Thursday, February 12, 2009

Here we are at sea again, on our way to Costa Rica. Having spent Sunday in port near Lima, Peru, we are skipping Ecuador and Columbia, so I guess we will just have to return by land sometime to see them. We also won’t stop in Panama either, but we explored there quite a bit in 2004 when we drove down there in our RV, along with other RV friends.
Having heard quite a few negative things about Lima, we were very pleasantly surprised when we visited there. It is a very large city, with about 7 million people if you count the suburb communities. We docked in a place called Callao. The guidebooks we consulted all warned of high crime rates and suggested taking only radio taxis, not wearing any jewelry or carrying any valuables, etc. But we found these warnings to be unnecessary and Lima is an interesting city with many beautiful Colonial buildings. As with many of these places, there is quite a mix of building styles because of the many earthquakes. We used taxis to get from place to place and they were inexpensive and the rides were quite thrilling due to the way they drive!
This time there were 10 of us, so we used 3 taxis and started out by going to the Larco Herrera Museum. This was an incredible collection of pottery, gold and silver pieces, and other artifacts from the various indigenous tribes of Peru which was started by Larco Herrera when he was only 25, in 1926. There was also a salon of erotic pottery pieces from early cultures which were amazingly graphic. Kind of like a porno magazine only in pottery! It was in a beautiful old estate house with wonderfully landscaped grounds.
Next we taxied to the Plaza Mayor, which is the historic center of the colonial “Old City”. Besides the beautiful fountain in the center of the plaza, the surrounding buildings include the cathedral, Archbishop’s Palace, Government Palace, and City Hall – all are architecturally different and awesome. A short distance away was the San Francisco Monastery, from 1673, which is still functioning as a church and mass was being held while we were there. The church was Lima’s first public cemetery, and the catacombs underneath are still filled with pits of thousands of stacked bones. There were other large salons with huge paintings and carved furniture, especially choir stalls. Unfortunately, because the tour was so long, we missed the changing of the guard in the Plaza Mayor at noon.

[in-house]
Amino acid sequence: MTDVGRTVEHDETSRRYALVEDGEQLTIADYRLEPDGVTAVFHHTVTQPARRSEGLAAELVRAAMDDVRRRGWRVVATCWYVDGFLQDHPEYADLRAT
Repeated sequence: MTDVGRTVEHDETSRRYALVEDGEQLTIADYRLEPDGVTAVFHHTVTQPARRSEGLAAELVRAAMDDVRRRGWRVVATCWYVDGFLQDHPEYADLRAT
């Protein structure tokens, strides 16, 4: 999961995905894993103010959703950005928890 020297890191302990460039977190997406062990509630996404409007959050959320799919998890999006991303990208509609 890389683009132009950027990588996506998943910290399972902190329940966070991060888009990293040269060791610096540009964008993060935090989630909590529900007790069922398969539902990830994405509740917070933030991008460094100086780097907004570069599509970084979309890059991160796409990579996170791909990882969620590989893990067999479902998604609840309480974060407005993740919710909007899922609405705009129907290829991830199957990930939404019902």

After wandering around the center to see more historical buildings, many of which have intricate carved wood balconies such as is often seen in Moorish areas, such as Morocco, we took time out for a local beer in a small restaurant. Then George and Madelyn took a taxi back to the ship while the rest of us went to one of the upscale parts of town called Miraflores. We wanted to go there because that is where most of the artisans markets are and everyone wanted to buy some more Peruvian handicrafts. Unfortunately, we discovered that the best prices of these were in Arica! Oh well, a few more items were purchased by the others and then we returned to the ship. Elaine and I haven’t been buying many things because we have been here before and we don’t want to lug a bunch of stuff home.
Yesterday we crossed the Equator again, so we are now back in the northern hemisphere. These sea days have been flying by since we have been working out in the gym and also attending the film festival in the afternoons. Yesterday they had “Young Frankenstein” and afterwards there was a surprise appearance by Cloris Leachman, who had a role in the film. Unfortunately, it seems like she is losing it mentally, and the interview with her afterwards was somewhat pathetic. Today there is supposed to be a one woman show by her, so hopefully that will go better. Prior to going to that, we are meeting the Park Sierra gang at Johnny Rocket’s for a hamburger, so I will close and hope to post this later today. Tomorrow we dock at Puerto Caldera, Costa Rica. Elaine and I have been there 3 times and for long time periods, so we probably won’t do extensive shore excursions with the others.

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